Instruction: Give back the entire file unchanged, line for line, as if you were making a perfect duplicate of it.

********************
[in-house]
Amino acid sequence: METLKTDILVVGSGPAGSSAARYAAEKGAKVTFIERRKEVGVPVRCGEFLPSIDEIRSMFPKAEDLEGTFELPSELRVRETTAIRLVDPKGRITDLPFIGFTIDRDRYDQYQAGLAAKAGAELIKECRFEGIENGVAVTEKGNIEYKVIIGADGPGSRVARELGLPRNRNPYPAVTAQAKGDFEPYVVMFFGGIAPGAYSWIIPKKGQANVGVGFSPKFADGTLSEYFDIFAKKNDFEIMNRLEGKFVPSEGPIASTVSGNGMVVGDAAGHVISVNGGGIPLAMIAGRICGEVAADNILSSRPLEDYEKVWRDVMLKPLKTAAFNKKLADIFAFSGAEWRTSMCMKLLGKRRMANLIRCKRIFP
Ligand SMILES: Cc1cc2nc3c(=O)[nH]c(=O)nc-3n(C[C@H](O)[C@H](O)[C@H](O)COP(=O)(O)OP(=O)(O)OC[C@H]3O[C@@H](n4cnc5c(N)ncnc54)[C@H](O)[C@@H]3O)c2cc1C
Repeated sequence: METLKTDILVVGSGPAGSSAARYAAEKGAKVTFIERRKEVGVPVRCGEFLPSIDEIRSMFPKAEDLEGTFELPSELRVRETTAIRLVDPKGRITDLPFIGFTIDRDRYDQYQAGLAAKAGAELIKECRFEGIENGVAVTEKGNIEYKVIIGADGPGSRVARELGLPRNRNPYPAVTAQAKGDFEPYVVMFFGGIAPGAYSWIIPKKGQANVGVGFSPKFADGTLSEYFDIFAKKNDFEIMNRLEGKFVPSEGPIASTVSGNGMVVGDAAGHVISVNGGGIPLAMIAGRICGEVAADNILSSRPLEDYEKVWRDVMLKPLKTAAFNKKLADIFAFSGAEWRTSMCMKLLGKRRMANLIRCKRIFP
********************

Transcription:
[in-house]
Amino acid sequence: METLKTDILVVGSGPAGSSAARYAAEKGAKVTFIERRKEVGVPVRCGEFLPSIDEIRSMFPKAEDLEGTFELPSELRVRETTAIRLVDPKGRITDLPFIGFTIDRDRYDQYQAGLAAKAGAELIKECRFEGIENGVAVTEKGNIEYKVIIGADGPGSRVARELGLPRNRNPYPAVTAQAKGDFEPYVVMFFGGIAPGAYSWIIPKKGQANVGVGFSPKFADGTLSEYFDIFAKKNDFEIMNRLEGKFVPSEGPIASTVSGNGMVVGDAAGHVISVNGGGIPLAMIAGRICGEVAADNILSSRPLEDYEKVWRDVMLKPLKTAAFNKKLADIFAFSGAEWRTSMCMKLLGKRRMANLIRCKRIFP
Ligand SMILES: Cc1cc2nc3c(=O)[nH]c(=O)nc-3n(C[C@H](O)[C@H](O)[C@H](O)COP(=O)(O)OP(=O)(O)OC[C@H]3O[C@@H](n4cnc5c(N)ncnc54)[C@H](O)[C@@H]3O)c2cc1C
Repeated sequence: METLKTDILVVGSGPAGSSAARYAAEKGAKVTFIERRKEVGVPVRCGEFLPSIDEIRSMFPKAEDLEGTFELPSELRVRETTAIRLVDPKGRITDLPFIGFTIDRDRYDQYQAGLAAKAGAELIKECRFEGIENGVAVTEKGNIEYKVIIGADGPGSRVARELGLPRNRNPYPAVTAQAKGDFEPYVVMFFGGIAPGAYSWIIPKKGQANVGVGFSPKFADGTLSEYFDIFAKKNDFEIMNRLEGKFVPSEGPIASTVSGNGMVVGDAAGHVISVNGGGIPLAMIAGRICGEVAADNILSSRPLEDYEKVWRDVMLKPLKTAAFNKKLADIFAFSGAEWRTSMCMKLLGKRRMANLIRCKRIFP